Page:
April 01, 2000

 

 Session speakers are strictly business

Posted Mar. 15, 2000


 

Perk up your business savvy by picking up tips from more than a dozen business management authorities speaking about personal and professional development during the Educational Program of the AVMA Annual Convention.

"These programs should have a broad appeal to anyone coming to the Annual Convention. Not everything in the Personal and Professional Development Program is strictly for veterinarians," said Dr. Albert S. Dorn, manager of the Personal and Professional Development section of the Convention Management and Program Committee.

So grab your family and friends and head to Salt Lake City, July 22-26.

Dr. Nan Boss
Dr. Nan Boss

Ride the FA$TRACK
"FA$TRACK to a Better Practice," sponsored by Merial, features Dr. Nan Boss and Dr. Tom Catanzaro. Dr. Boss' practice has more than quadrupled its gross production in six years and, in 1997, earned a practice of excellence award from Veterinary Economics magazine. She has developed a complete set of handout materials to use in her practice, including resources on the care of puppies, kittens, and adult and geriatric dogs and cats. Using herself as an example, Dr. Boss will explain how to harness the power of customized client education materials. She will outline 13 principles of communication to implement in veterinary practice settings.

Dr. Tom Catanzaro
Dr. Tom Catanzaro

Practices face the challenge of bringing clients into their offices daily. Dr. Catanzaro, president of Catanzaro and Associates Inc, Veterinary Practice Consultants, will focus on assessing a practice's competitive environment, using a three-dimensional assessment model.

"Dr. Catanzaro is a highly visible practice management speaker with a wealth of experience on business issues," Dr. Dorn said.

Practice ethics, or lack thereof, is a major issue for Dr. Catanzaro. His session also will help practitioners define unethical behaviors and how they relate to terms of employment, hospital rules, and setting the right tone in a practice.

Petra Marquart
Petra Marquart

Change pace
Economists say the veterinary profession in the new century will see an increased demand for their services. In the Communications Seminar, sponsored by Merial, speaker Petra Marquart, principal of the presentation and training firm Petra Marquart and Associates and training coordinator of Hennepin Technical College, Plymouth, Minn, believes that no matter how busy you get, it is important to maintain quality service.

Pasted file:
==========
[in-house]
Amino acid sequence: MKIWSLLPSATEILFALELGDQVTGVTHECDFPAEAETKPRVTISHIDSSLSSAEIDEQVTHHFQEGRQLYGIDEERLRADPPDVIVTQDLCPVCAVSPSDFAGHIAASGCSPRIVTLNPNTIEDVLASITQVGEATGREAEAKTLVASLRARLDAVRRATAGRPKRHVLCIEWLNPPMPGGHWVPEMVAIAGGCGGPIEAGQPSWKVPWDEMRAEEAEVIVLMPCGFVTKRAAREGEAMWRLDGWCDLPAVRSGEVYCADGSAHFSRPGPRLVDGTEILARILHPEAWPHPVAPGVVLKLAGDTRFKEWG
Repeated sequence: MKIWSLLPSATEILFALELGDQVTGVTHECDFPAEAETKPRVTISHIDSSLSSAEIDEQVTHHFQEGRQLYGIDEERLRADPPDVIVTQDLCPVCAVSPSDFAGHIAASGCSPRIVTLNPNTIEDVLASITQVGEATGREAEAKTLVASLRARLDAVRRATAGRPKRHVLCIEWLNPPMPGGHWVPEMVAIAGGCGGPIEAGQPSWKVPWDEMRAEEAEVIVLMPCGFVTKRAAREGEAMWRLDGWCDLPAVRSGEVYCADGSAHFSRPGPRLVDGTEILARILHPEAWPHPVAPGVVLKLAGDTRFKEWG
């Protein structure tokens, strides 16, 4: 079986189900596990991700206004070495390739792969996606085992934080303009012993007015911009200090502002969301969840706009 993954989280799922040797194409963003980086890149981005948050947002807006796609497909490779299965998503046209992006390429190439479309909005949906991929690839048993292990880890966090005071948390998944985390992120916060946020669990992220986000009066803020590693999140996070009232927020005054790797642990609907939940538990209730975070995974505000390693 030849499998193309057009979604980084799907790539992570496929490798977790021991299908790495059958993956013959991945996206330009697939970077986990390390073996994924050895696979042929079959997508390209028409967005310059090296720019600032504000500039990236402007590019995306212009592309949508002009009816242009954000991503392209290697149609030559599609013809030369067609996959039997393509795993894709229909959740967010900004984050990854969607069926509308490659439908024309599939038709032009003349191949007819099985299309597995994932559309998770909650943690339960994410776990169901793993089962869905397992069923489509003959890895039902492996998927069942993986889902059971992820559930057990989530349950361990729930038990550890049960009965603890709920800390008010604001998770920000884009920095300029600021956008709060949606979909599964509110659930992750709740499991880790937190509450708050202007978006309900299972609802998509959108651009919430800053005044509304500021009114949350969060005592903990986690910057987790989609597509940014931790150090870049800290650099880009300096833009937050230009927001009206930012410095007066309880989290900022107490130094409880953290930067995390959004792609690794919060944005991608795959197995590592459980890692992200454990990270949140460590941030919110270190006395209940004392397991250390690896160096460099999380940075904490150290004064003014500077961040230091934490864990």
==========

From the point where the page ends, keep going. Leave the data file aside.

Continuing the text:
Joan Fox
Joan Fox

In "There's No Substitute for Service," Marquart explains the impact of good service versus bad service on clients and the hospital through her four cornerstones of service, and how clinics can integrate service policies into their practices.

For clinics that may have lost a client or two along the way, there's "service recovery." Joan Fox, clinical microbiologist and international speaker, trainer, and consultant, offers a six-step model for practices that want to make amends with clients who have had an unfavorable clinic experience. Fox also explains the importance of phraseology and how to avoid common trigger phrases that immediately upset clients.

Communicate with computers
The business world has advanced because of the widespread use of computers. More often now, people are shopping for veterinary services on the Web, and practices are relying heavily on computers. Because of this, an increased number of Informatics Sessions will be held July 23-25. Randy Nichols, PhD, who does consultation for the federal government, will talk about data encryption and access to data by unauthorized individuals in "Defending Your Digital Assets Against Hackers, Crackers, Spies, and Thieves."

Dr. Dale Herman is back this year to describe the basics of integrating computers into a practice. "People who are interested in computerizing their practices or are at a basic level of computer skills in their practices are urged to attend," Dr. Dorn said.

Part of the Informatics Sessions is the Talbot Symposium, coordinated by the Association for Veterinary Informatics. The symposium highlights a variety of topics, including computer diagnostic laboratories, security, databases, designing Web sites, Java, distance learning, and Systematized Nomenclature of Human and Veterinary Medicine (SNOMED) for summarizing veterinary diagnoses (see SNOWMED browser latest in informatics).

Be healthy, wealthy, and wise
During the Wellness Symposium, William Buskist, PhD, professor of psychology, Auburn University, will talk about emotional health, and Ann Bradshaw, physical fitness trainer, will discuss physical health.

In the Gender Issues Session, sponsored by Bayer Animal Health and Hill's Pet Nutrition Inc, Dr. Cecilia Soares analyzes issues of particular interest to women. Her talk, "Home Sweet Work: Managing Family Dynamics in Veterinary Practices," pertains to women in the workplace. In another talk, "The Ultimate Team: Building Relationships that Sing," Dr. Soares will address team building and harmony in the workplace.

"An entire day is devoted to various subjects of legal interest to veterinarians. The Legal Symposium is being coordinated by the American Veterinary Medical Law Association," Dr. Dorn said.

Dr. Everett Macomber, 1992-1993 AVMA president, will discuss investing in the stock market in, "Stock Market Evaluation: How to Interpret Change and What's Important."